Legal Information Model

​Legal Information Model


1. Summary (back to top)
1.1 Background
1.2 Approach
1.3 Recommendations

2. Introduction (back to top)
2.1 Background

2.1.1 JLIB
2.1.2 Information Map Project

2.2 Approach
2.3 Structure of the Information Model
2.4 Introduction to Findings and Recommendations

3. "End to End" Case Handling (back to top)
3.1 Levels of Information Exchange between Organisations
3.2 Information Exchange Level 1 - Common Systems

3.2.1 Principle
3.2.2 Example
3.2.3 Common Systems between Judicial Greffe and Bailiff’s Chambers
3.2.4 Extending COURAS to Royal Court

3.3 Information Exchange Level 2 - Access to Systems

3.3.1 Principle
3.3.2 Examples

3.4 Information Exchange Level 3 - Interfaces Between Systems

3.4.1 Principle
3.4.2 Examples
3.4.3 Recommendations for Achieving Interfaces Between Systems
3.4.4 Common Identifiers

3.5 Degrees of Automation - Workflow Systems
3.6 Potential for Case Handling Workflow Systems

3.6.1 Royal Court and Jersey Court of Appeal
3.6.2 Royal Court with Links to Other Automated Systems
3.6.3 Magistrates Court/Youth Court/Petty Debts Court
3.6.4 Police

4. Communications (back to top)
4.1 From Magistrates Court

4.1.1 To Viscount’s Department
4.1.2 To Probation
4.1.3 To TABS and Registry Trust

4.2 Information Security

4.2.1 Charge Sheet
4.2.2 Pre-Sentencing Reports from Probation
4.2.3 Other Pre-Sentencing Reports
4.2.4 Criminal Record Information

4.3 Inter-Jurisdiction

4.3.1 National Police Computers in Scotland, N.I. and Eire
4.3.2 National Police Computer in Portugal
4.3.3 Probation Service and Home Office
4.3.4 Home Office Review of Legislation for Privy Council

4.4 Public Registry Index and Document Enrolment system (PRIDE)

4.4.1 Monthly List of Property Transactions
4.4.2 Further Links to PRIDE
4.4.3 Automatic Release of New Property Contracts into PRIDE

4.5 Non-Electronic Information Flows

4.5.1 Leaflets for CAB
4.5.2 Warning HM Prison of New Arrivals

5. Planning (back to top)
5.1 Planning Departmental Information Systems
5.2 Planning of Facilities

6. Access (back to top)
6.1 Honorary Officers

6.1.1 Jurats and Centeniers
6.1.2 Contacting Centenier before Court

6.2 Public Internet Access

6.2.1 Public Kiosks
6.2.2 Citizens Advice Bureau

6.3 Publication of Information on Internet

6.3.1 Principle
6.3.2 Structure of Legal Websites
6.3.3 Entry to Legal Information Website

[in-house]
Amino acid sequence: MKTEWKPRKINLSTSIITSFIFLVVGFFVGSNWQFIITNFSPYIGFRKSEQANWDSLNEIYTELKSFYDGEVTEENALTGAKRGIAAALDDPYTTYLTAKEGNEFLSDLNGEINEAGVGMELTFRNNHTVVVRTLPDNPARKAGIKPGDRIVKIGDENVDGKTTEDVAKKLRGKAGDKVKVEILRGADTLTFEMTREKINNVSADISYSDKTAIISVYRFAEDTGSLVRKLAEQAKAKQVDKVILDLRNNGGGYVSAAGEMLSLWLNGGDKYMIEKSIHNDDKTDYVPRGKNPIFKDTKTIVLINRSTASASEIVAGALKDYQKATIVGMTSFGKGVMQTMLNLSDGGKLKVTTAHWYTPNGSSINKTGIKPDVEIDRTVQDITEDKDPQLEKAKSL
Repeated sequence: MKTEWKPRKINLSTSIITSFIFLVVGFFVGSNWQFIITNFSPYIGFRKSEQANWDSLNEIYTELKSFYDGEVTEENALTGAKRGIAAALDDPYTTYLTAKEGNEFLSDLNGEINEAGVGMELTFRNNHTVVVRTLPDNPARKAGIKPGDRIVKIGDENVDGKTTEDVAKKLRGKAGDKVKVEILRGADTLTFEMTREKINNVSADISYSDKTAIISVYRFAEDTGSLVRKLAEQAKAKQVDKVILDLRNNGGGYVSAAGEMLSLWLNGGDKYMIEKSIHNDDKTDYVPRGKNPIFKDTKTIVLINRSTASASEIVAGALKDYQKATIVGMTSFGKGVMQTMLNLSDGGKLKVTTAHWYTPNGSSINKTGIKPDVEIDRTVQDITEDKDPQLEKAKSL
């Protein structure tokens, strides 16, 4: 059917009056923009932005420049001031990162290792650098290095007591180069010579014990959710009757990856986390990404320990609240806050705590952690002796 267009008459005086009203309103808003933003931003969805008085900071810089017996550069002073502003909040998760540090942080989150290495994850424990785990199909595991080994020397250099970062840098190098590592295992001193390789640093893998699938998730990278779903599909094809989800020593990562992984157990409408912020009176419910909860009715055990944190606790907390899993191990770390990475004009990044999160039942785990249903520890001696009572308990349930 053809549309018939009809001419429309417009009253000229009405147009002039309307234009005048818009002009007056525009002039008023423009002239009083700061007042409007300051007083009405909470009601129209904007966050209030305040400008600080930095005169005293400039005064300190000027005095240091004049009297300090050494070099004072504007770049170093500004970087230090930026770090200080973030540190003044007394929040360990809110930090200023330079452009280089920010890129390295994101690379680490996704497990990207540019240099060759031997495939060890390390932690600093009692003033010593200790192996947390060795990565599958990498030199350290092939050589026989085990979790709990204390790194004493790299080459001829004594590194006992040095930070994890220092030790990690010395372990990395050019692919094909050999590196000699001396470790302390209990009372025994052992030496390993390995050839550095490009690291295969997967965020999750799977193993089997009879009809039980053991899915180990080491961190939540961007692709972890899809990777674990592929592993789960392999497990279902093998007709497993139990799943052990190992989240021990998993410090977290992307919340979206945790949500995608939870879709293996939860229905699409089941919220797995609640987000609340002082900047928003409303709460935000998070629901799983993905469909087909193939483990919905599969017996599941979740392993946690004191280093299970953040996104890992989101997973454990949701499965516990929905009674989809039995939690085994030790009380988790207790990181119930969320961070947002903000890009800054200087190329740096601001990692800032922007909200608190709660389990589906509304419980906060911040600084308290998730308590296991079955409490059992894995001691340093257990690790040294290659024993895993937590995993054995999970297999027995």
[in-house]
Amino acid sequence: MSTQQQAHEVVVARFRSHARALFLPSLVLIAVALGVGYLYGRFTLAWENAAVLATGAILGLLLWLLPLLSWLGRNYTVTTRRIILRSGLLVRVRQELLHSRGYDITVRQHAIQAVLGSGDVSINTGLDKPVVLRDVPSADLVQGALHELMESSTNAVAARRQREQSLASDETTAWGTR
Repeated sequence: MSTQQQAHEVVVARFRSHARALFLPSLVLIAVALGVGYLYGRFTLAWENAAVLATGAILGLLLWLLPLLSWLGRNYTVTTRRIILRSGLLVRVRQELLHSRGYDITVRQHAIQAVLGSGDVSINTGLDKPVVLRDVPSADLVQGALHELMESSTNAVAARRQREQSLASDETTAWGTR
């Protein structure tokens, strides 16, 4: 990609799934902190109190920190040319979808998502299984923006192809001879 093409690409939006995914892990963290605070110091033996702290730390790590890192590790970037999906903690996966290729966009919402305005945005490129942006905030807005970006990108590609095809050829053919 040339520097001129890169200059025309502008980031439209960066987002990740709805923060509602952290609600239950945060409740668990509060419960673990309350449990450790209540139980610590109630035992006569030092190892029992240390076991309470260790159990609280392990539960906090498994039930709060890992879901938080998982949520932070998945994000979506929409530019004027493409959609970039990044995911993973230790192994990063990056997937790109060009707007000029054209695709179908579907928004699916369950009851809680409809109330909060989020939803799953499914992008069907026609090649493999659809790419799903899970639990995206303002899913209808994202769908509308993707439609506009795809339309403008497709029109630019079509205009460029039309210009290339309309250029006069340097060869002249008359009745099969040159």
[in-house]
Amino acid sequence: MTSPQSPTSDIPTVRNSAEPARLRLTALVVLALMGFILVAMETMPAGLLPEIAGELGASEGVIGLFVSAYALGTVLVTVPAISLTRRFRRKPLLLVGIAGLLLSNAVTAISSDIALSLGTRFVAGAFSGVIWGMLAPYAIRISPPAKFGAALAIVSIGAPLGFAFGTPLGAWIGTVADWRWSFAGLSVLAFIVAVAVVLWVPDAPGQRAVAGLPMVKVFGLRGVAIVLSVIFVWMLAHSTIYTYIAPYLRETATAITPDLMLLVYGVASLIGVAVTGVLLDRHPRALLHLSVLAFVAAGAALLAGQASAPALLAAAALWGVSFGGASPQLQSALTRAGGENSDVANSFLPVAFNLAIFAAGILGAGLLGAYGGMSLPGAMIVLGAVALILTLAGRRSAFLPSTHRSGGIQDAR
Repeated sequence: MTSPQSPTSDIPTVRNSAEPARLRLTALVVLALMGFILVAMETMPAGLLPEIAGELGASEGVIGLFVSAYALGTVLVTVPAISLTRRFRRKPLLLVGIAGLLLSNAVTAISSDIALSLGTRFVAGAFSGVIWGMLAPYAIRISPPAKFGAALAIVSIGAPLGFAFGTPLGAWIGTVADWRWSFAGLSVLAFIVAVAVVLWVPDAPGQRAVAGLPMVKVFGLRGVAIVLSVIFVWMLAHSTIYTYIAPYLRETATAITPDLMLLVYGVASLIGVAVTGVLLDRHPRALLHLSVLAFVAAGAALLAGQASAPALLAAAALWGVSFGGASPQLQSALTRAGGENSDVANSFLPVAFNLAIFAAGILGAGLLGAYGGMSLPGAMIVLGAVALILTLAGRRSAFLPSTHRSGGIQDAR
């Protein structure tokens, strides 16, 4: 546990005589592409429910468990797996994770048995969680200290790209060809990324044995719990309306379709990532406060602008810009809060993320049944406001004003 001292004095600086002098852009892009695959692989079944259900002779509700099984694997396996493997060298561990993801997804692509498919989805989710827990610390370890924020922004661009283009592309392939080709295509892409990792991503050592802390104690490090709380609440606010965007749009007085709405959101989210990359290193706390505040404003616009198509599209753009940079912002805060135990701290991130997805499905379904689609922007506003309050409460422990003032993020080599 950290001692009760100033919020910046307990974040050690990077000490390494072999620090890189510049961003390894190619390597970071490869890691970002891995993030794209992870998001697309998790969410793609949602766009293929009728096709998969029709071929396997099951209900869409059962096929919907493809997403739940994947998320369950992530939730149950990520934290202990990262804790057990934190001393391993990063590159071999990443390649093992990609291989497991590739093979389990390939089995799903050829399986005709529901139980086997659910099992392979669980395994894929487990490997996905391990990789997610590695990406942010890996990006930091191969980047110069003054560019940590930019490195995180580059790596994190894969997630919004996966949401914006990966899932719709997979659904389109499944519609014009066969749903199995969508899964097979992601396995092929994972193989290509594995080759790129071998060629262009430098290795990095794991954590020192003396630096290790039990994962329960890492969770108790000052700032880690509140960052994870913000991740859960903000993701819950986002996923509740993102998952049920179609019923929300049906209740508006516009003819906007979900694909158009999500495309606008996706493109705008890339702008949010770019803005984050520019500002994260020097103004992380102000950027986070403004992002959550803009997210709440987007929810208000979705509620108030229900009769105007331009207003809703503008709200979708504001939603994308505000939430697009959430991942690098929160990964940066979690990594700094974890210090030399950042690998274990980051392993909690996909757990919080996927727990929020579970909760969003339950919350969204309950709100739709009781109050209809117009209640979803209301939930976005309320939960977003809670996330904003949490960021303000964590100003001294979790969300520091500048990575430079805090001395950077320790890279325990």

6.3.4 Court Rules and Procedures
6.3.5 Court List for Royal Court
6.3.6 Companies Register
6.3.7 Legal Information Model
6.3.8 Other Flowcharts
6.3.9 Brief User Guides
6.3.10 Directory of Law Firms
6.3.11 Citizens Advice
6.3.12 UK Legislation Extended to Jersey

6.4 Access to Legal Information - Human Rights
6.5 Intranet & Internet Access for States Police

7. Electronic Publication of Authorities (back to top)
7.1 Searching for Relevant Authorities
7.2 Linking Judgements to Legislation

8. Miscellaneous (back to top)
8.1 Treasury Stamps

8.1.1 Electronic submission of Billets with Summonses and Orders of Justice
8.1.2 Property Contracts
8.1.3 Other Uses

8.2 Scheduling

8.2.1 Scheduling of the Royal Court
8.2.2 Scheduling of Law Draftsmen’s Time

8.3 Use of Model

Appendices (back to top)
Appendix A: List of Processes
Appendix B: Re​lated Processes
Appendix C: List of Interviewees
Appendix D: Identification Codes

D.1 Legislation
D.2 Police Systems
D.3 Law Officers’ Department
D.4 Royal Court - Civil Actions
D.5 Royal Court - Acts of Court
D.6 Royal Court & Jersey Court of Appeal Judgements
D.7 Viscount’s Department
D.8 Public Registry

Appendix E: List of Recommendations

E.1 Major Recommendations

From Section 3 "End to End" Case Handling
From Section 4 Communications
From Section 5 Planning
From Section 6 Access
From Section 7 Electronic Publication of Authorities
From Section 8 Miscellaneous

E.2 Other Recommendations

From Section 3 "End to End" Case Handling
From Section 4 Communications
From Section 6 Access
From Section 8 Miscellaneous

Appendix F: Other Points Raised by Interviewees

F.1 Parking Offences
F.2 Access to Justice

Index to Figures (back to top)
Figure 1: High-Level Model (Simpler Form)
Figure 2: High-Level Model (Fuller Form)
Figure 3: Example of Level 1 - Common Systems Across Organisations
Figure 4: Example of Level 2 - External Access to Systems
Figure 5: Example of Level 3 - Interfaces Between Systems
Figure 6: Analysing Coverage of Legal Information Systems

Page Last Updated: 26 Aug 2015